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‘Lever machines’ infringe on rights of disabled voters

After 35 years of having another person in the voting booth with me, I again experienced the thrill of voting independently and privately because of the automatic marking voting machines instituted in recent years. However, due to the lesser importance placed upon school board budget votes, I am once again thrown into darkness, depending on strangers to make my vote count.

Recent attempts made by the State Legislature to expand and continue the use of “lever machines” in voting disregard my desire, as a person who lost his vision while serving in the U.S. Army, and thousands of other visually impaired veterans, not to mention tens of thousands of seniors and non-veterans with sight loss.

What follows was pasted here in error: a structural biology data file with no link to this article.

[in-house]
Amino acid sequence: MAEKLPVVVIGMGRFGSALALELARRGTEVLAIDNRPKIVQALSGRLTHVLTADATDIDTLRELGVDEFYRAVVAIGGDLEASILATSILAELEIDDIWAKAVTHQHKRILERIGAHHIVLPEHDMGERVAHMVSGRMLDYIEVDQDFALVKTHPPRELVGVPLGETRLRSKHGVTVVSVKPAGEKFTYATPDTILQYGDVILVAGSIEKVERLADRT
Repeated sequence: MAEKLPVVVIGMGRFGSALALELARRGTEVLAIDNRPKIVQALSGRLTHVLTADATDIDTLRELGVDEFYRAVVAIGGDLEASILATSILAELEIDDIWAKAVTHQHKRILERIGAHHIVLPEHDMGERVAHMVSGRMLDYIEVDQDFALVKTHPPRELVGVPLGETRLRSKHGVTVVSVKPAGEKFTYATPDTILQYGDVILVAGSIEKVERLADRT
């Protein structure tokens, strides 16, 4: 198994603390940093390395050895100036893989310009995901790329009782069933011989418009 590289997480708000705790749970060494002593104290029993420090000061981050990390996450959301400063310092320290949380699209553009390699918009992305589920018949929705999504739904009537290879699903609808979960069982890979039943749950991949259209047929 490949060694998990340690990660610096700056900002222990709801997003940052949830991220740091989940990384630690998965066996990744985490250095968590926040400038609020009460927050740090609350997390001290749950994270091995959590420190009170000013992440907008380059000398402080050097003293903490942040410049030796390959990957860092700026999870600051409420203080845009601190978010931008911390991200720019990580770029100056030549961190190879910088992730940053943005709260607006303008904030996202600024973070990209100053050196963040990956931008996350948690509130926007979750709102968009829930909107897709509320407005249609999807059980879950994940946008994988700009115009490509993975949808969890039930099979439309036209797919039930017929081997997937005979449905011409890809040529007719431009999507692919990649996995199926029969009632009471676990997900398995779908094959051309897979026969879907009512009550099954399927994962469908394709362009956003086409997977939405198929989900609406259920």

While these machines have long been considered a “voting tradition” in New York, they are inaccessible to people with visual, physical and cognitive disabilities, who must request help from poll workers, violating the privacy of their ballot.

The Help America Vote Act was passed in 2002 to address these concerns by replacing those machines with ones that can provide the opportunity to electronically read and mark a ballot. The use of “lever machines” was supposed to end in 2014.

However, legislation passed by the State Senate not only extends the use of these machines indefinitely, but in effect will deny persons with disabilities the right to vote independently in local elections and school budgets.

Voting is a critical right. We should be using the same system for all elections, accessible to every citizen. While the Assembly has sponsored a bill in compromise that would require accessible polling to be available, it still sends the message that my right to vote is secondary to the cost of printing ballots.

Douglas J. Usiak

Executive Director, Western

New York Independent Living